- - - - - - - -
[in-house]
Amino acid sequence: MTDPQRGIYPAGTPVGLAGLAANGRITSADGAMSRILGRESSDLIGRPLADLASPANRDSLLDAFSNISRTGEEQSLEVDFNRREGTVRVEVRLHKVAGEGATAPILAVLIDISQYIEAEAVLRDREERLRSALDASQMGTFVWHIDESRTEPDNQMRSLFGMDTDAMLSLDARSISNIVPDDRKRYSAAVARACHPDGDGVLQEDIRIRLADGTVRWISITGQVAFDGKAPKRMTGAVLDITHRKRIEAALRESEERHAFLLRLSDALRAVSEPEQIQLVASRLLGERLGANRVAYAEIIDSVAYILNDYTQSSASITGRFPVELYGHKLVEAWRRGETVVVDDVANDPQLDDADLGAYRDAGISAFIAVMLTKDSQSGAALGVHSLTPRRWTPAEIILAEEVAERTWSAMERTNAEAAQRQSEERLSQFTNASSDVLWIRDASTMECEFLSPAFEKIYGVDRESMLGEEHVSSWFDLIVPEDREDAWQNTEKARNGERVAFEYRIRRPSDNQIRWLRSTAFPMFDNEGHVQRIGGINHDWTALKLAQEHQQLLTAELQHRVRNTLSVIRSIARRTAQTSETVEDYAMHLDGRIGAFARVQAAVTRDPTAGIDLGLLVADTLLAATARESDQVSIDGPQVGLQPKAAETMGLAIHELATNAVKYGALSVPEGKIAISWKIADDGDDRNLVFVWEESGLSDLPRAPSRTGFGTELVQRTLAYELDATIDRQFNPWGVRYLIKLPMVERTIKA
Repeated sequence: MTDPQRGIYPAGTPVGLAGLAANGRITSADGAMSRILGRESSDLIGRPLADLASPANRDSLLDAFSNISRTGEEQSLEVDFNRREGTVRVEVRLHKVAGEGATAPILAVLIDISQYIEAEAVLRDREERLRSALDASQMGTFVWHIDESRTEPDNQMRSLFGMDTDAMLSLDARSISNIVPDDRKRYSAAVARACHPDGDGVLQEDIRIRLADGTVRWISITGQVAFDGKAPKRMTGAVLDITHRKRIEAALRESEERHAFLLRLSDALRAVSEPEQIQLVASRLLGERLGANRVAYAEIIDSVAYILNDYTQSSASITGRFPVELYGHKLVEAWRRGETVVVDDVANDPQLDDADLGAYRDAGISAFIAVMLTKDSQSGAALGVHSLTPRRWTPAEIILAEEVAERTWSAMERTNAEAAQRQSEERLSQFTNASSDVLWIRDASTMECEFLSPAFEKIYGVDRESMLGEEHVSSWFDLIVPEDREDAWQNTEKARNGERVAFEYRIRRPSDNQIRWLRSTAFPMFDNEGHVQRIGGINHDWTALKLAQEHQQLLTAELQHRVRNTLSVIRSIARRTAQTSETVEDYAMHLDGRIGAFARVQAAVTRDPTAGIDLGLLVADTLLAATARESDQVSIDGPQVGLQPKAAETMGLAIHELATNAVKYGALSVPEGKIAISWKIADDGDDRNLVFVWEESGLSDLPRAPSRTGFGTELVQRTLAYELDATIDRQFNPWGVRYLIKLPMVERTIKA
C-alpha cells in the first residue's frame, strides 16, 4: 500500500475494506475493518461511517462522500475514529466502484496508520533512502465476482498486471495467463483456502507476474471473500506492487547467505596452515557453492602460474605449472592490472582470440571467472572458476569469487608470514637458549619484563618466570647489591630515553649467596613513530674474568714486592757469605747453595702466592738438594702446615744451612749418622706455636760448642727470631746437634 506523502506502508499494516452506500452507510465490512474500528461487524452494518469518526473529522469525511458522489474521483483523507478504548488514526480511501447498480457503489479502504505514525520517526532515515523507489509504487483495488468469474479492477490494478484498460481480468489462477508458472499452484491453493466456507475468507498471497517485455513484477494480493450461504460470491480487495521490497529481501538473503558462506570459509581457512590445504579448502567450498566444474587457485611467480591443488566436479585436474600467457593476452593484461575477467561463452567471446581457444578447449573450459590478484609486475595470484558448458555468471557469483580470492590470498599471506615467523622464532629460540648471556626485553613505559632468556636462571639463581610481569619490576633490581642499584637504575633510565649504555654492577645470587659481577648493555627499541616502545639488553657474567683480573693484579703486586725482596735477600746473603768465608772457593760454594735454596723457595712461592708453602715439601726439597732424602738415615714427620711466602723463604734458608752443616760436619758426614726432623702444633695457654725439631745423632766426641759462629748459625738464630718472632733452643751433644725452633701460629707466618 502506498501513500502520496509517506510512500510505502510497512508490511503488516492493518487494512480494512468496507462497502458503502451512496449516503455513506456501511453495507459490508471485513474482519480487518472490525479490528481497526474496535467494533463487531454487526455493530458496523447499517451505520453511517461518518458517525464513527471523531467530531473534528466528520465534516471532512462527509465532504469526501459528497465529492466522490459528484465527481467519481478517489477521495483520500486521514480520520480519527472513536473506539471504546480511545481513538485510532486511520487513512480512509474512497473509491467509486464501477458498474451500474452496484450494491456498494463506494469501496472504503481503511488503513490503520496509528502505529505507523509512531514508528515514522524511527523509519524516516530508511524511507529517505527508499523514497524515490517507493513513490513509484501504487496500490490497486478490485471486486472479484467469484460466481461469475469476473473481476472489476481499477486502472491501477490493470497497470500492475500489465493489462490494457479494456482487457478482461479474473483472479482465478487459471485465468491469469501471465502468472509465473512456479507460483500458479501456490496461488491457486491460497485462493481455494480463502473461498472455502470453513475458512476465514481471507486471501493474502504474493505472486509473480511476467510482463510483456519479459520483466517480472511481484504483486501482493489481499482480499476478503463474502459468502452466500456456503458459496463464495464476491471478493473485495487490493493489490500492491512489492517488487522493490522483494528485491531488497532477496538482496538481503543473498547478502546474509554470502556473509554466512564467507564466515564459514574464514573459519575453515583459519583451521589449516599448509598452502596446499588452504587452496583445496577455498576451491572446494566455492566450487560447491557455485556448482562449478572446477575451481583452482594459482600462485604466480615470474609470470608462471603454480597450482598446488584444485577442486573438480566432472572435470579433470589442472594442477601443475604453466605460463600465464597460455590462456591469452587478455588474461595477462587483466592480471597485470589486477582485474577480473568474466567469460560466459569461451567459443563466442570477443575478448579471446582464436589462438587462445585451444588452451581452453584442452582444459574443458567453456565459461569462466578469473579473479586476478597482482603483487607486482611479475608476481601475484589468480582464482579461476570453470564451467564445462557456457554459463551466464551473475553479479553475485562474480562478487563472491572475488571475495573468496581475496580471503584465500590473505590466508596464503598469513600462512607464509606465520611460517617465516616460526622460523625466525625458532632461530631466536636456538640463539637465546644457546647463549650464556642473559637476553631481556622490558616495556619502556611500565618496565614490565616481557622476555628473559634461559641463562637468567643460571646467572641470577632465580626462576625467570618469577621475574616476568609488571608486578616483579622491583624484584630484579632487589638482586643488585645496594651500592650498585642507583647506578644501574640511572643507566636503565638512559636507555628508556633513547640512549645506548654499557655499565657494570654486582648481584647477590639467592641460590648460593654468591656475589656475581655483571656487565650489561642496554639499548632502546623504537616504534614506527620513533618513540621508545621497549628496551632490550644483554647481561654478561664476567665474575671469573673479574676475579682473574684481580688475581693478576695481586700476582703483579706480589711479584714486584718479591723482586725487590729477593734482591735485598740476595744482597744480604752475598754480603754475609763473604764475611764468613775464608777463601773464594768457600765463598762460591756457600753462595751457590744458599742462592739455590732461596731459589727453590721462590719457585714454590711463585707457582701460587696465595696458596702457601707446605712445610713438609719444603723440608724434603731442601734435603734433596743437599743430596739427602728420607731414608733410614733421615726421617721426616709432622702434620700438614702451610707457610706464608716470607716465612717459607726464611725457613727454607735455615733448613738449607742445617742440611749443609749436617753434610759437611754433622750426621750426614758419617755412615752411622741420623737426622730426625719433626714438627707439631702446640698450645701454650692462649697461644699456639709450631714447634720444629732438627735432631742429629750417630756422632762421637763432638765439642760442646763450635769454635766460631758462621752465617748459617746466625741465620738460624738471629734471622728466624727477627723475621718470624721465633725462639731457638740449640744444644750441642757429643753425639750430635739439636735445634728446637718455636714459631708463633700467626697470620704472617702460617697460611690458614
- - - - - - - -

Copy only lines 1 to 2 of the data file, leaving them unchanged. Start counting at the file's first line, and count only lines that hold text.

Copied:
[in-house]
Amino acid sequence: MTDPQRGIYPAGTPVGLAGLAANGRITSADGAMSRILGRESSDLIGRPLADLASPANRDSLLDAFSNISRTGEEQSLEVDFNRREGTVRVEVRLHKVAGEGATAPILAVLIDISQYIEAEAVLRDREERLRSALDASQMGTFVWHIDESRTEPDNQMRSLFGMDTDAMLSLDARSISNIVPDDRKRYSAAVARACHPDGDGVLQEDIRIRLADGTVRWISITGQVAFDGKAPKRMTGAVLDITHRKRIEAALRESEERHAFLLRLSDALRAVSEPEQIQLVASRLLGERLGANRVAYAEIIDSVAYILNDYTQSSASITGRFPVELYGHKLVEAWRRGETVVVDDVANDPQLDDADLGAYRDAGISAFIAVMLTKDSQSGAALGVHSLTPRRWTPAEIILAEEVAERTWSAMERTNAEAAQRQSEERLSQFTNASSDVLWIRDASTMECEFLSPAFEKIYGVDRESMLGEEHVSSWFDLIVPEDREDAWQNTEKARNGERVAFEYRIRRPSDNQIRWLRSTAFPMFDNEGHVQRIGGINHDWTALKLAQEHQQLLTAELQHRVRNTLSVIRSIARRTAQTSETVEDYAMHLDGRIGAFARVQAAVTRDPTAGIDLGLLVADTLLAATARESDQVSIDGPQVGLQPKAAETMGLAIHELATNAVKYGALSVPEGKIAISWKIADDGDDRNLVFVWEESGLSDLPRAPSRTGFGTELVQRTLAYELDATIDRQFNPWGVRYLIKLPMVERTIKA